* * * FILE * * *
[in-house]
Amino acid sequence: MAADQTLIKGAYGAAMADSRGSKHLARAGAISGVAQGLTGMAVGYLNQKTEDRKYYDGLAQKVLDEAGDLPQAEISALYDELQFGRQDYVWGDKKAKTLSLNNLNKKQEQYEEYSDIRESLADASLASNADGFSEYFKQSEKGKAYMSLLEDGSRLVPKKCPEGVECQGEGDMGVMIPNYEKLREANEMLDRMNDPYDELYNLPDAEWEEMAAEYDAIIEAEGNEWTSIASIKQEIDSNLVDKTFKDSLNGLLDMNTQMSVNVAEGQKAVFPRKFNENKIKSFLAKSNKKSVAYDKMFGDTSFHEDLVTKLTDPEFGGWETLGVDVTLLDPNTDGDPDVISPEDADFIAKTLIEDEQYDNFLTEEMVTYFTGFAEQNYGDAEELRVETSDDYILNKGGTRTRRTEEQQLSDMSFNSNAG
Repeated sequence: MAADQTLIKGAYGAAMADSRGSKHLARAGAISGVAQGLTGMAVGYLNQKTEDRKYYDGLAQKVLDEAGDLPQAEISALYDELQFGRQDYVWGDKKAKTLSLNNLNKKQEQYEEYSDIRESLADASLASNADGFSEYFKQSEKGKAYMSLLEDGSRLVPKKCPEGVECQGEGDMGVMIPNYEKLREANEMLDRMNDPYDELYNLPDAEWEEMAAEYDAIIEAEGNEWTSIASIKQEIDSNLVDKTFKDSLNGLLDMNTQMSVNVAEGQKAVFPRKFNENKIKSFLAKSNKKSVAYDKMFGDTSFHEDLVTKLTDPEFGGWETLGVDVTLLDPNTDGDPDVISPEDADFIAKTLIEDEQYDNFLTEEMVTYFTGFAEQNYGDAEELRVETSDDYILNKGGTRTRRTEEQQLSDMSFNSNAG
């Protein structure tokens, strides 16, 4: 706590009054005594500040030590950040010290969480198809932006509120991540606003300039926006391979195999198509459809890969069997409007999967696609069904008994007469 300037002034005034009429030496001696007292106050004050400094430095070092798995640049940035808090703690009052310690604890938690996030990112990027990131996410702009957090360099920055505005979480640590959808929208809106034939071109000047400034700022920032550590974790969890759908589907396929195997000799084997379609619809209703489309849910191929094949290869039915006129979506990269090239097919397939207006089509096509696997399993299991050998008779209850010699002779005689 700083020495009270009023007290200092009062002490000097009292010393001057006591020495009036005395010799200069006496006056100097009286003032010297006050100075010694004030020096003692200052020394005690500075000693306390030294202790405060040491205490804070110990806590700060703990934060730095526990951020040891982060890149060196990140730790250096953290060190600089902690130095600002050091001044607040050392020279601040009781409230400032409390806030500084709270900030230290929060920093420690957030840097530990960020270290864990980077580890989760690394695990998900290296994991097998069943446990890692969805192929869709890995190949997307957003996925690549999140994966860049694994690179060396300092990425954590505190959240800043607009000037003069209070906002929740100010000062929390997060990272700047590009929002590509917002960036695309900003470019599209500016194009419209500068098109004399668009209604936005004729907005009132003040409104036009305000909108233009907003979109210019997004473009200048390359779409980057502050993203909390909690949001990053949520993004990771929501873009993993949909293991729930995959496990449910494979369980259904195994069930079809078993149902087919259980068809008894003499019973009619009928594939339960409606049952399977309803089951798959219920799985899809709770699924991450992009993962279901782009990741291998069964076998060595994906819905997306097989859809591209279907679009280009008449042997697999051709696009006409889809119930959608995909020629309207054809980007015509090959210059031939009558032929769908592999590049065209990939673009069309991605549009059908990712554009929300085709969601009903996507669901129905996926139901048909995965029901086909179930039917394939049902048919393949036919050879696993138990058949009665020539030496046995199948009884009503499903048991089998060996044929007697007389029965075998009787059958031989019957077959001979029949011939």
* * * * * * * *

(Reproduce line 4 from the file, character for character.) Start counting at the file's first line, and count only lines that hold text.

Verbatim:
């Protein structure tokens, strides 16, 4: 706590009054005594500040030590950040010290969480198809932006509120991540606003300039926006391979195999198509459809890969069997409007999967696609069904008994007469 300037002034005034009429030496001696007292106050004050400094430095070092798995640049940035808090703690009052310690604890938690996030990112990027990131996410702009957090360099920055505005979480640590959808929208809106034939071109000047400034700022920032550590974790969890759908589907396929195997000799084997379609619809209703489309849910191929094949290869039915006129979506990269090239097919397939207006089509096509696997399993299991050998008779209850010699002779005689 700083020495009270009023007290200092009062002490000097009292010393001057006591020495009036005395010799200069006496006056100097009286003032010297006050100075010694004030020096003692200052020394005690500075000693306390030294202790405060040491205490804070110990806590700060703990934060730095526990951020040891982060890149060196990140730790250096953290060190600089902690130095600002050091001044607040050392020279601040009781409230400032409390806030500084709270900030230290929060920093420690957030840097530990960020270290864990980077580890989760690394695990998900290296994991097998069943446990890692969805192929869709890995190949997307957003996925690549999140994966860049694994690179060396300092990425954590505190959240800043607009000037003069209070906002929740100010000062929390997060990272700047590009929002590509917002960036695309900003470019599209500016194009419209500068098109004399668009209604936005004729907005009132003040409104036009305000909108233009907003979109210019997004473009200048390359779409980057502050993203909390909690949001990053949520993004990771929501873009993993949909293991729930995959496990449910494979369980259904195994069930079809078993149902087919259980068809008894003499019973009619009928594939339960409606049952399977309803089951798959219920799985899809709770699924991450992009993962279901782009990741291998069964076998060595994906819905997306097989859809591209279907679009280009008449042997697999051709696009006409889809119930959608995909020629309207054809980007015509090959210059031939009558032929769908592999590049065209990939673009069309991605549009059908990712554009929300085709969601009903996507669901129905996926139901048909995965029901086909179930039917394939049902048919393949036919050879696993138990058949009665020539030496046995199948009884009503499903048991089998060996044929007697007389029965075998009787059958031989019957077959001979029949011939």